This is the 19th of twenty-one lessons for design students, gathered from the combined experience of being a student, and teaching students. I will published one lesson each weekday until they’re done.
19. A great project succeeds at every stage
In my fourth year of study, I produced a project of which I was immensely proud. Unfortunately, my studio leader disagreed. In a tense conversation about the disappointing grade that followed, he commented that my design hadn’t hit the mark on a number of assessment criteria. I was incredulous: couldn’t he see what I was trying to do with the project!? Shouldn’t I be assessed according to the ambitions I set for myself at the start of semester!? Didn’t he realise that I was a prodigal genius lightyears beyond his limited capacity to understand!?
I never ended up challenging my grade, but I’m glad now I didn’t.
What my younger self failed to grasp was that all great projects succeed against all the assessment criteria. That’s how it is in life, that’s how it is at university.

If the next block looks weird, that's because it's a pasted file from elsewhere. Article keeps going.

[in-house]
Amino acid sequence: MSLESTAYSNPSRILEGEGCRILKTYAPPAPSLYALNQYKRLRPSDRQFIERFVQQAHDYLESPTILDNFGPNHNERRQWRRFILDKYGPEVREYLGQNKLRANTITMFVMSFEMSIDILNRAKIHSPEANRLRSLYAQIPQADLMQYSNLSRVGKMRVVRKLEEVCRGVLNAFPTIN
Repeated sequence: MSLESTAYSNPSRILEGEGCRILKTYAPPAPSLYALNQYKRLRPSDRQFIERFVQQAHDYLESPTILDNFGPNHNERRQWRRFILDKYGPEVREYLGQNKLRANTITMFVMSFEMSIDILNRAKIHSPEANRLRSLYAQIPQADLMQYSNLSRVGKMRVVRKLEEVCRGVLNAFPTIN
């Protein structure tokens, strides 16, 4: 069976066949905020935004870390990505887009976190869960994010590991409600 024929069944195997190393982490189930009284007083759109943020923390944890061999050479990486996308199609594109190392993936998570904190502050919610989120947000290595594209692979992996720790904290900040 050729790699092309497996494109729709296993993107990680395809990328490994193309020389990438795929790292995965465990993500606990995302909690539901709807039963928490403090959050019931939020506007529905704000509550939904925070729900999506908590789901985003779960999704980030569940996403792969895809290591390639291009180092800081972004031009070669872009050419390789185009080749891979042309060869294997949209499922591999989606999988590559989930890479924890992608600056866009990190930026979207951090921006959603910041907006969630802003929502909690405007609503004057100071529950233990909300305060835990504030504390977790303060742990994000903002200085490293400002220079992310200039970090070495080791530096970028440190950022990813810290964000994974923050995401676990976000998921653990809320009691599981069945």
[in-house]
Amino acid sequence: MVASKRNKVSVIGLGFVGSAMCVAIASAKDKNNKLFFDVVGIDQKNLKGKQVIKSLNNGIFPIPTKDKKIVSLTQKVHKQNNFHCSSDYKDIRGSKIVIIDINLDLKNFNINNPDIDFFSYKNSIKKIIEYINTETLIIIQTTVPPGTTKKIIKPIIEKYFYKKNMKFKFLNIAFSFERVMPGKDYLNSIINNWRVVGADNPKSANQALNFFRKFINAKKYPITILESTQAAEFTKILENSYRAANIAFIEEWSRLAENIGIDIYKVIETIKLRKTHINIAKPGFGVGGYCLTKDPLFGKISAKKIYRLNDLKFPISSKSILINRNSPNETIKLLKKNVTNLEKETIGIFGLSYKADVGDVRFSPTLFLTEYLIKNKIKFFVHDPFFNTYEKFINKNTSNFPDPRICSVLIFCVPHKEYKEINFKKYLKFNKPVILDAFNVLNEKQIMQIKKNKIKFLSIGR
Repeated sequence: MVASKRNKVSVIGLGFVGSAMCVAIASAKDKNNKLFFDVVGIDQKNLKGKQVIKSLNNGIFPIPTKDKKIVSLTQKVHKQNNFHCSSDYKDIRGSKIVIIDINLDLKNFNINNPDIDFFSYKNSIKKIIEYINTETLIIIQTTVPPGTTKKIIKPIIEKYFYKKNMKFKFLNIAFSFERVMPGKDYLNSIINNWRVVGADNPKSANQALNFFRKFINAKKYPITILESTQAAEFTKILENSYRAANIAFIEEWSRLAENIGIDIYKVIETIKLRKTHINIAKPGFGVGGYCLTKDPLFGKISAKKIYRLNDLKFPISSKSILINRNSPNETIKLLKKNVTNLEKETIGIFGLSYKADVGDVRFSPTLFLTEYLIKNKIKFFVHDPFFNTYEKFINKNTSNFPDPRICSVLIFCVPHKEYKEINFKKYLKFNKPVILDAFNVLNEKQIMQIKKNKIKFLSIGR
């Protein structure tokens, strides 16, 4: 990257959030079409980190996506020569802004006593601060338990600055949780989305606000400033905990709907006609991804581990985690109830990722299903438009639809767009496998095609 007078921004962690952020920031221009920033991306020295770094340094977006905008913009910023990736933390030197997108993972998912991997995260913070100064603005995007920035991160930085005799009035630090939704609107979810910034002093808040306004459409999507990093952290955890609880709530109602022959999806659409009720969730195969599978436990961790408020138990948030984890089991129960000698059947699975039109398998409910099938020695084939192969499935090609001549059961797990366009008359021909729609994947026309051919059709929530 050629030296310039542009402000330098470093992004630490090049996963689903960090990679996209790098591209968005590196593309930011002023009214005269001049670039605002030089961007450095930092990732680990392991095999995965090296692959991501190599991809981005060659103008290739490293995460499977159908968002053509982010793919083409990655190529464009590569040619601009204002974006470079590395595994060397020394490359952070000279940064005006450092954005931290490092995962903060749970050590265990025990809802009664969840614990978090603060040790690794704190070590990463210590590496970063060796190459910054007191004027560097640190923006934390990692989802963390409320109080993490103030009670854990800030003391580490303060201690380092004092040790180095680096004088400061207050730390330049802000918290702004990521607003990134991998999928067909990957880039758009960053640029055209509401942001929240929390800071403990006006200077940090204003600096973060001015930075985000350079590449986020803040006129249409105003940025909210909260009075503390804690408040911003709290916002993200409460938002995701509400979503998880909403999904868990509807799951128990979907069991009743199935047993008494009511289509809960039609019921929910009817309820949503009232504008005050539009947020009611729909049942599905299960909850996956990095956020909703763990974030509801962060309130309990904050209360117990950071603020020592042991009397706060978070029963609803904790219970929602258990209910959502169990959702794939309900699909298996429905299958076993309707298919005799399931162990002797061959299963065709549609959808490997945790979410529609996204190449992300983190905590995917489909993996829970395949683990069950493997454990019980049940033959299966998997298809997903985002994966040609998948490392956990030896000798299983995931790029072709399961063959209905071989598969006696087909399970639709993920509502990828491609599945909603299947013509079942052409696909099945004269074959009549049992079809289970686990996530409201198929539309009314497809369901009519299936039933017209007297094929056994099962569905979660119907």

Part of the reason is practical: my ambitions for the project were important to me, but ultimately it had to be judged against all the other students’ projects. Standardised assessment criteria are really the only way to do this. They are also good at acknowledging the breadth of a semester’s worth of work. Sitting on the other side of the fence these days, this is precisely how I establish my criteria. I look at your research, your siting strategy, your form making, your attention to craft, your communication technique. To achieve a great project, you need to succeed across the board.
The other part of the reason is aspirational: a design is greater than the sum of its parts. As alluring as they can be, a pile of sexy renders are only part of the story. Like the human body, you can’t point to any one element and say that’s its best bit. Both the body and a design project are holistic exercises where all parts balance and compliment each other: legs, building massing, arms, windows, eyes and stairs all do their own job within the greater whole.
- A great project succeeds at every stage, author’s own image.